Video games are used to help children and adults with mental health issues
LOWELL – A happy kid who loved daycare, Lowell’s Jason McCarthy struggled when the pandemic separated him from his friends and routine.
“Four to five year olds should be the happiest, they’re oblivious to everything or should be, and this just wasn’t a happy kid. Something’s going on,” her mother Meghan said.
With her son now in first grade, Meghan didn’t know how to help.
“He had a lot of emotional dysregulation and my mum would google, ‘How do we deal with a kid that just sort of explodes?'” she recalled.
That’s when they discovered Mightier. It’s a video game that, according to founder and scientific director Jason Kahn, helps children learn to manage their emotions.
“It helps children develop emotional strength. So emotional strength is the ability to stay calm and collected in the face of life’s challenges,” he said.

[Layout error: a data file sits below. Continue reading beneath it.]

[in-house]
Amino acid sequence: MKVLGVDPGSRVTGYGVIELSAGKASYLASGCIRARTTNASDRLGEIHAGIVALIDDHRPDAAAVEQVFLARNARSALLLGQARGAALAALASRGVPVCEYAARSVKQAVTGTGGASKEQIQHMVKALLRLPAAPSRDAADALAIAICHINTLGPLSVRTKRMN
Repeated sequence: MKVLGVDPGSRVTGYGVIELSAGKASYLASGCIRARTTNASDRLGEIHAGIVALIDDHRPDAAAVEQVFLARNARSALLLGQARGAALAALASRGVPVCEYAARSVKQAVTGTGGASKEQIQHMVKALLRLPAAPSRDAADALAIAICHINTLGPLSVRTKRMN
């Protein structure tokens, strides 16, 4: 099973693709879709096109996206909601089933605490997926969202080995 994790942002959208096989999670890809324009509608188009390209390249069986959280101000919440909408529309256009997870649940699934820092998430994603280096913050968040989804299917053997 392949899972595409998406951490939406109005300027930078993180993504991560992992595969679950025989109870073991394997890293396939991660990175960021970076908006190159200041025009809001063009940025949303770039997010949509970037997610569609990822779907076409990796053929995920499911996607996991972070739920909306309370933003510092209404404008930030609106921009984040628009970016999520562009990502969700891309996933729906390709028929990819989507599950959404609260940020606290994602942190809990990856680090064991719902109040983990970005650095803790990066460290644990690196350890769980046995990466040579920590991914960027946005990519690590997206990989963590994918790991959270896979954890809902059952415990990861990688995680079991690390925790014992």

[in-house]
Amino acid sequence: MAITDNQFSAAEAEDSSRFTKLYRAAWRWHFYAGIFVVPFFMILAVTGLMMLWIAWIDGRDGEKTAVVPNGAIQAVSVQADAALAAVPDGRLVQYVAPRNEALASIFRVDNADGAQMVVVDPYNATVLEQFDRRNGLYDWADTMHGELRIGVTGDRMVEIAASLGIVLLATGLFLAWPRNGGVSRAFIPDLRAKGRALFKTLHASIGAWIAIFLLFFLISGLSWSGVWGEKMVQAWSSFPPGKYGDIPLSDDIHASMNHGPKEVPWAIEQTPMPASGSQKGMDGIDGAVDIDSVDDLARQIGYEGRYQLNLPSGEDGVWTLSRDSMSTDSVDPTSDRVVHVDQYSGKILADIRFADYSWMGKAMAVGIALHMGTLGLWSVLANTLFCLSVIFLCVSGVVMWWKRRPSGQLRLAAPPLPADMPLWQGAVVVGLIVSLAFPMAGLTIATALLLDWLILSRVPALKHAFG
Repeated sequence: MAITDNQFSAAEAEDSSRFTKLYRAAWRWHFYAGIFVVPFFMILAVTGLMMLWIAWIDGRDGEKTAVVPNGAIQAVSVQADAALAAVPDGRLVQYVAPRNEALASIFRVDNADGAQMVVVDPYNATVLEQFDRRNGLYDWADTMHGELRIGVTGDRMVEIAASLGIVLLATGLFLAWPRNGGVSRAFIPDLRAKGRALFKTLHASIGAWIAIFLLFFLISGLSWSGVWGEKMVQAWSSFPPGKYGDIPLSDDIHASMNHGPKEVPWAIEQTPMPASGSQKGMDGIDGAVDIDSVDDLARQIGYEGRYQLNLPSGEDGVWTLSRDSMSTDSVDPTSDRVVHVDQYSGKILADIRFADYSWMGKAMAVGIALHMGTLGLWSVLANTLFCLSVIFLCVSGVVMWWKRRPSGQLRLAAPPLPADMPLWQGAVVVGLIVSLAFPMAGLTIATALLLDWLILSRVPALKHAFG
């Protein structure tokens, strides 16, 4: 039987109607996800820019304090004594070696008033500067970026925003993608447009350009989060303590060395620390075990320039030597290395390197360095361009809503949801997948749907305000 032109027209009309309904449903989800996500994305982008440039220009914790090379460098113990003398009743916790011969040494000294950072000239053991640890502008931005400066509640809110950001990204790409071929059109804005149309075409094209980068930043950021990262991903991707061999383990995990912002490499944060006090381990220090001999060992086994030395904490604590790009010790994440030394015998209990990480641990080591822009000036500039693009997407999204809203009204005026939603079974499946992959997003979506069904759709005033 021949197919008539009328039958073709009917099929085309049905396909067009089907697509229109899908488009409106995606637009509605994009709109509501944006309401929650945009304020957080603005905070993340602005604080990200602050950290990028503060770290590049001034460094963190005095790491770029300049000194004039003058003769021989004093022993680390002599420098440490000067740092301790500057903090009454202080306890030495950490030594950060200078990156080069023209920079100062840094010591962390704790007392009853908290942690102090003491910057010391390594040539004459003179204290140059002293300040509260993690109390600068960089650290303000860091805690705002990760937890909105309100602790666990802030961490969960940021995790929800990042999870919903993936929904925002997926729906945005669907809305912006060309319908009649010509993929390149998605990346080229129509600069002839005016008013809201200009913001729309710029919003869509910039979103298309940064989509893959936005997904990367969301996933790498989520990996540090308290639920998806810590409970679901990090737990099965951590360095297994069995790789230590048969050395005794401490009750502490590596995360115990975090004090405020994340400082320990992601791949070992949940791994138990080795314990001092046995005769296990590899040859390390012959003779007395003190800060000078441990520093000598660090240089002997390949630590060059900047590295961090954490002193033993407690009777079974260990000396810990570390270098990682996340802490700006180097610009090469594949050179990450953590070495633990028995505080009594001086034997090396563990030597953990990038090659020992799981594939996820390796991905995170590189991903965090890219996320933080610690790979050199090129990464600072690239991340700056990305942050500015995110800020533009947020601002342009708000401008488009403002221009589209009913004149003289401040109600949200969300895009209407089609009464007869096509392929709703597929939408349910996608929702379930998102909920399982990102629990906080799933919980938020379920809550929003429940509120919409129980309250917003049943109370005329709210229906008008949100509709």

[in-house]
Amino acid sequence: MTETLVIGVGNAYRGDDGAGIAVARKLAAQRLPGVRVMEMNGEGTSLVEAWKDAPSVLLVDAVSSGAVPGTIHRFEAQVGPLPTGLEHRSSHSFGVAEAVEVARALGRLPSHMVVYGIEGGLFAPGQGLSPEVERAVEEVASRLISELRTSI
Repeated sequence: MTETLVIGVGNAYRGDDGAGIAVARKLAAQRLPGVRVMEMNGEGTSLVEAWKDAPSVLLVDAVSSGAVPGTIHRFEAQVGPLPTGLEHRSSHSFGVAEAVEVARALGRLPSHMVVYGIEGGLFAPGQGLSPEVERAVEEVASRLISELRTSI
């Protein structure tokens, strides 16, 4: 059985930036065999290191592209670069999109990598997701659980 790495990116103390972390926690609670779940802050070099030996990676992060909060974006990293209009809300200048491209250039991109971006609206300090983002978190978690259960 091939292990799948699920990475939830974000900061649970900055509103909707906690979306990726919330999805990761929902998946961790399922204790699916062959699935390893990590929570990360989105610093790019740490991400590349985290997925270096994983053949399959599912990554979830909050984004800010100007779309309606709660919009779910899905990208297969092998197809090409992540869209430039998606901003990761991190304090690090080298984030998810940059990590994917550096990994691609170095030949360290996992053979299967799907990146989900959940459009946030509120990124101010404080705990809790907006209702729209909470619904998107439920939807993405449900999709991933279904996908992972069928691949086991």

According to Kahn, research has already shown that playing games on Mightier can help children with ADHD. Now it’s used for a wide range of mental health issues.
It works by using a wrist-worn heart rate monitor. As the child’s heart rate increases, the game prompts the player to do a simple exercise, such as slowly moving the arm across the chest or taking slow, deep breaths.
“It makes me calmer,” Jason said while playing the game on his couch.
“They do it hundreds and hundreds of times and they develop muscle memory to cool off when that frustration comes up and they don’t have to think about it,” Kahn said.
Virtual reality is also used to promote good mental health. One of the technological elements is a helmet from XR-Health, which was originally developed for home physiotherapy.
But the service also offers calming scenes that can benefit children and adults with anxiety and depression.
“What VR allows is to transport [the user] in a totally different place and for mental health, that can be very powerful,” said XR Health founder Eran Orr.
For Jason, playing game technology to learn self-regulation doesn’t feel like treatment or work.
“I love them. I play Monday, Wednesday and Friday,” he said.
“I really think it’s worth it,” added her mother. “I see improvements and he likes doing it.”